Did you try escalating the tickets?

      1. Dave Warfel Reply

        Hi Sufyan,

        Great question, but unfortunately, even escalating our tickets didn’t always lead to better support or more knowledgable reps. I voiced concerns in an email to their C-level folks, and got a response from a Sr. Manager of Customer Experience. We sent multiple emails back & forth, and even spent 20+ minutes on the phone, discussing my experiences, and how they could make them better. … They didn’t get any better. And not-so-knowledgable tier 1 reps were still providing not-so-helpful responses to tickets.

        I was offered a discount on services (which was appreciated), but that was pretty much the end of it. I haven’t been taking on new client projects or setting up new sites on their platform in the past year or so, so I haven’t had to deal with their support team lately.

        And I agree with you that hosting companies do that (hire entry-level tier 1 reps, but have more knowledgable staff once you escalate)… but I completely disagree with that approach to business. If you are a hosting company and “support” is something you offer (and some go as far as to talk a big game), then you shouldn’t reply to a help ticket unless you are knowledgable enough to answer it.

        And especially if you’re paying for “managed” WordPress hosting, and paying a premium (which, I think WP Engine could certainly be considered as such), you should NOT need to escalate a ticket just to get someone who knows what they’re talking about.

        1. Sufyan bin Uzayr Reply

          +1 to your thought. I have been associated with many web hosting brands, both for managing their content and also as an advisor/observer, and the “entry-level Tier-1 reps who know hardly anything” model is something even the best of brands indulge in. Though just as you said, if you offer support to your customers, employing less-knowledgeable staff is not an option. I remember that at one particular host, I had to explain the difference between FTP and SFTP to the support rep.

          Since you mentioned paying extra for “managed” WP hosting… I also feel that many managed hosts are not worth the good money that they charge. Some, of course, are impressive indeed. Flywheel and even the Enterprise plans of Namecheap or Stable Host have been exemplary for me. On the other hand, my experience with the likes of Pressable and Synthesis has always been below par. That said, since I sometimes work with platforms other than WP too, mainstream hosts are generally more useful for me anyway, as compared to managed WP hosts.

          Also, in my experience, small- to medium-sized hosts have generally better staff than bigger ones. Maybe it is the “personal” approach that I like, or maybe it is just that smaller hosts have bigger desire to retain customers, as compared to Walmart-sized hosts.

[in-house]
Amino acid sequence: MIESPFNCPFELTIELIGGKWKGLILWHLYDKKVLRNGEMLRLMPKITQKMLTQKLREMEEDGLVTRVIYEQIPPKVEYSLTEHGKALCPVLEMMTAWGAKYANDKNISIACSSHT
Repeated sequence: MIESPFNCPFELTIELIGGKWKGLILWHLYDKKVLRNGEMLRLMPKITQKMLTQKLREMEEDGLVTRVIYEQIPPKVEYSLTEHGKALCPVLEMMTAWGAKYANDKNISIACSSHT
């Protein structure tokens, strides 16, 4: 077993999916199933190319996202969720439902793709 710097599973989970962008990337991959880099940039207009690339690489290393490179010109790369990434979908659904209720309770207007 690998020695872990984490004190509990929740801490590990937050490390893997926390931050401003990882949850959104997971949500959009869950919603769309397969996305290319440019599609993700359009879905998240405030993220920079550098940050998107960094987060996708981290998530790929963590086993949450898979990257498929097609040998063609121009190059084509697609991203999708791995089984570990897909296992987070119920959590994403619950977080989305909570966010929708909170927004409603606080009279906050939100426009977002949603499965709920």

3. Michael Musgrove Reply

    If you’re just a blogger that has a couple of blogs, you probably can find better deals elsewhere, but the support you get at any host for the lower-tiered shared plans is going to be spotty. Would you put your best guys on those tickets? I have several clients with dedicated servers there, and some complex setups and large sites and tricky stuff going on, and I’m on the phone with WPE a lot. Because of the scale I’m dealing with, I get their A team, and I assure you, they’re experts, and they’re concerned with customer service. I have experience with all the big hosts, and some smaller ones that are awesome, and I generally recommend WPE or Site Ground for my clients that can afford it, because they make my job as a developer easier.

  4. Joe Perkins Reply


    Thanks for the post, John, you make some really interesting points here.

    I’m a co-founder of Tap WordPress Hosting (the new kid on the block).

    It’s without question that WP Engine is a major player in the market but, like you say, when it comes to popularity amongst the WP community, the jury seems to be split (too expensive vs good value). To your point on email, I wonder how many people would agree that not hosting email is a Con of WP Engine’s service? Or for any WordPress host? Flywheel don’t offer email hosting either and at Tap, we also made the decision to stay away from email because it’s really tricky unless your experts at it (and I mean experts!). In our experience, only a handful of users have asked about email and we usually recommend the likes of Google Apps or Rackspace. I would love to hear people’s thoughts on whether they expect email to be included as part of a website hosting service?

  5. Lewis Cowles Reply

    I was recently in a meeting with a long-term client who has a WordPress website running WooCommerce. He told me he spends thousands on WPEngine, but finds it incredibly easy to use and manage a deploy environment